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Speedy TB

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Show Girl

PostPosted: Tue Dec 28, 2004 11:55 pm    Post subject: Speedy TB Reply with quote

Rolling Eyes i have a 12 yr old tb mare that i've owned sence she was 10. I'm 15 and ahve been rideing for about 12 years. She was a race horse and no matter what i do she's speedy about everything! her trot, jumping and when i ask for a lead change she just goes faster. I was at a show wiht ehr and she got me disqalifiyed b/c i tryed to slow her down and she didn't like that so she ran out her jumps. Can anyone help me with getting my mare to just slow down and take it easy?
thank you
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Site Admin

Joined: 20 Sep 2003
Posts: 113
Location: Florida

PostPosted: Wed Mar 09, 2005 11:41 pm    Post subject: Reply with quote

I recommend several things:

1) Find an instructor who has experience working with OTTB's. Having someone on the ground looking at you & the horse can be tremendously helpful. Sometimes having someone coaching you, from the ground, can help you learn about things that you just can't see from the saddle.

Everybody can benefit from coaching. Even the Olympic level riders get regular coaching. In fact, if you look at a particular sport, you can often find out which riders are getting special coaching in preparation for major international competitions. The list for eventing this year is here:

2) Make sure you are not using a solid pull when trying to slow her. An OTTB will interpret a solid pull as a request to go faster. Instead, use a pull-release-pull-release on your rein. Try to use a very quiet rein aid; the less dramatic you are with your aids, the more she should learn to respond to softer cues.

3) Make sure that you keep your leg softly on at all times. I know this seems counterintuitive, but it will stabilize your leg. Let it rest softly against her side. When you want to actually use the leg, squeeze with you calf and then stop squeeezing, but leave the leg there.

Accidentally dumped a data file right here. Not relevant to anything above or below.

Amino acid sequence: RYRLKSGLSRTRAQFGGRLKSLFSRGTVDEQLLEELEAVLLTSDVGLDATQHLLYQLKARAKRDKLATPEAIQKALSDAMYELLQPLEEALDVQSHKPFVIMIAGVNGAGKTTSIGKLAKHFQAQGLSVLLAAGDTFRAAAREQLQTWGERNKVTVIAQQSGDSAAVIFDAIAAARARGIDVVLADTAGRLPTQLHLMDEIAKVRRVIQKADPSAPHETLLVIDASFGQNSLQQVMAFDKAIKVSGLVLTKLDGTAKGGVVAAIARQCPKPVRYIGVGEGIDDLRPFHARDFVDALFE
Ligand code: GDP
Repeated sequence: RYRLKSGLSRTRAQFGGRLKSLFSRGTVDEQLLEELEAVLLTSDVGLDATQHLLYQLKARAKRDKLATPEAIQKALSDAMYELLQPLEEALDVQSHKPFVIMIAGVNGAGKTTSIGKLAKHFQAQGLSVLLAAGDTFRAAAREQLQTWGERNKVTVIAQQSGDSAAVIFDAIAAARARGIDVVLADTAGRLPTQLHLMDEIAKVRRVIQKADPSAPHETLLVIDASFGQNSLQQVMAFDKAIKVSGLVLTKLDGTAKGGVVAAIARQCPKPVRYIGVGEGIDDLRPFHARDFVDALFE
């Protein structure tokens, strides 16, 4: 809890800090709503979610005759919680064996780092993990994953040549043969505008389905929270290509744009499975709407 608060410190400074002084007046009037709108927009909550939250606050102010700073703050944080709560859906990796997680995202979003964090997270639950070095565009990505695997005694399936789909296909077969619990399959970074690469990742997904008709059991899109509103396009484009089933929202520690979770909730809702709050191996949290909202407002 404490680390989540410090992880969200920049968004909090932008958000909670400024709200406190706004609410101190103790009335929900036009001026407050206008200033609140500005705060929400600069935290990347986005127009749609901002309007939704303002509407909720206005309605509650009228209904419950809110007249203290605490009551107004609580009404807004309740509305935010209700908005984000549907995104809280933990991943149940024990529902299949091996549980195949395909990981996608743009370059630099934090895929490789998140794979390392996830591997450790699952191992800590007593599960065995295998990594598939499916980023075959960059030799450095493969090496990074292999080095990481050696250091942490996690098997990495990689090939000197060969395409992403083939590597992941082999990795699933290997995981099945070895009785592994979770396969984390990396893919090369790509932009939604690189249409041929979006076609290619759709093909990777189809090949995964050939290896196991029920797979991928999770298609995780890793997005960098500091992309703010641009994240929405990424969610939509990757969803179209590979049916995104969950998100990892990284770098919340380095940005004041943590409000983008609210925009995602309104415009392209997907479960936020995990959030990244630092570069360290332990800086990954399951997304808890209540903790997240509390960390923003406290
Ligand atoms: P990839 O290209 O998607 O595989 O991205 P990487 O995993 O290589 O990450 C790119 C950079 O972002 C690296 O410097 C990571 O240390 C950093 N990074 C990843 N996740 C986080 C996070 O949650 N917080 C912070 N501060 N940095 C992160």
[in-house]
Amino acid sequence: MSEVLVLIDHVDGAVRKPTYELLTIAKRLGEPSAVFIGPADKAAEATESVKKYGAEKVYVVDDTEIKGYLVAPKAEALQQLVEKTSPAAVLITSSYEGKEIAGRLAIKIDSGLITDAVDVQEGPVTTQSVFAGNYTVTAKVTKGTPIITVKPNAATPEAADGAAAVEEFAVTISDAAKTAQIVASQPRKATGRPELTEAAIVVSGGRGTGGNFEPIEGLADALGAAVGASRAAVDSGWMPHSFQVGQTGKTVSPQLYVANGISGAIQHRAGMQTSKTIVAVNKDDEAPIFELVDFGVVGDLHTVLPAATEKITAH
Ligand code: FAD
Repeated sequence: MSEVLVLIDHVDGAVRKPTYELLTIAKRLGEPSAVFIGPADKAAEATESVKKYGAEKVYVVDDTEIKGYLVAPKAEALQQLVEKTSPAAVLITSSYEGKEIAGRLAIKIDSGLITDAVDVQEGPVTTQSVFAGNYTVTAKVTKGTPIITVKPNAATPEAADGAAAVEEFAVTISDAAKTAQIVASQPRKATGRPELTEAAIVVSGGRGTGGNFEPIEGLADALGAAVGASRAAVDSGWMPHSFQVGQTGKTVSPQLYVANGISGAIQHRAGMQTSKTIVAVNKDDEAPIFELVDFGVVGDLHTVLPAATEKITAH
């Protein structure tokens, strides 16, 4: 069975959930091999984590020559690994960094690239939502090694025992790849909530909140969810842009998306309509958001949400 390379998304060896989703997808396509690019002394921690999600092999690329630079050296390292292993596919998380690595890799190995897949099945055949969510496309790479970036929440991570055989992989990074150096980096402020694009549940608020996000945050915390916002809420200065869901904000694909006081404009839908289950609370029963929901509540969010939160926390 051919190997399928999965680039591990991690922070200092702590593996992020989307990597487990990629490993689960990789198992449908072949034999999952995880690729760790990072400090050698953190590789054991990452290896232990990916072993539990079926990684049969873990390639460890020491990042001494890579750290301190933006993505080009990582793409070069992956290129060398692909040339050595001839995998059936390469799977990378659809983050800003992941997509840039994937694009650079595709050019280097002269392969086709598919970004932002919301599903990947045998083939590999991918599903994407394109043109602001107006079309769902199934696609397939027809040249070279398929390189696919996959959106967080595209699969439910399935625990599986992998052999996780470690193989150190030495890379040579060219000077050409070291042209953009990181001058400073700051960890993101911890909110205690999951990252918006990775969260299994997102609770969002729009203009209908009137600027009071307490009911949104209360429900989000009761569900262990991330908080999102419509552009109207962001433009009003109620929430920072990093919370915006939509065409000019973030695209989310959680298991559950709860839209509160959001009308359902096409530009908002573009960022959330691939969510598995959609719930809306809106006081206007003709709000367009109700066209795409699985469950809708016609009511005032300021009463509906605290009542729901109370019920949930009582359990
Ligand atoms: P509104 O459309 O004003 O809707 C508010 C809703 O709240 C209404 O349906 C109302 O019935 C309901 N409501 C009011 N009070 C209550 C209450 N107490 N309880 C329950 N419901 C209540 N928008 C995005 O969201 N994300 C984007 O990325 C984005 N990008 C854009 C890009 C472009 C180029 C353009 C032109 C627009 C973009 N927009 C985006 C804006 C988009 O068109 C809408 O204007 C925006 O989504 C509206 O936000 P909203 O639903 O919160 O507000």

Many jumpy or forward moving horses get MORE forward when you bump them with a leg then take the leg back off. Such leg aids are more unpredictable for the horse, and also much stronger. It's like shouting as opposed to asking quietly and calmly.

Also, keeping your leg off of the horse's side makes it less stable. Often, you may accidentally brush the horse with your leg--without even noticing--which confuses the horse and makes her think that you want her to go faster.

4) Learn to use half halts from your seat. Half halts are in the articles section, under "Riding." A half halt asks a horse to slow down, but not to transition into a slower gait. So, for example, if you half halt while trotting, you should get a slower, more controlled trot.

Good luck. OTTB's may not transition well from the track to riding; they don't know all the aids that are used in most regular riding, and so you have to teach them. If your horse has never really learned to slow down or to be balanced and controlled, she won't be able to go nicely, more slowly, and in control. It'll take some teaching to help her learn to move nicely for you. I'm sure that if you show her what you want, she will be happy to do it for you.
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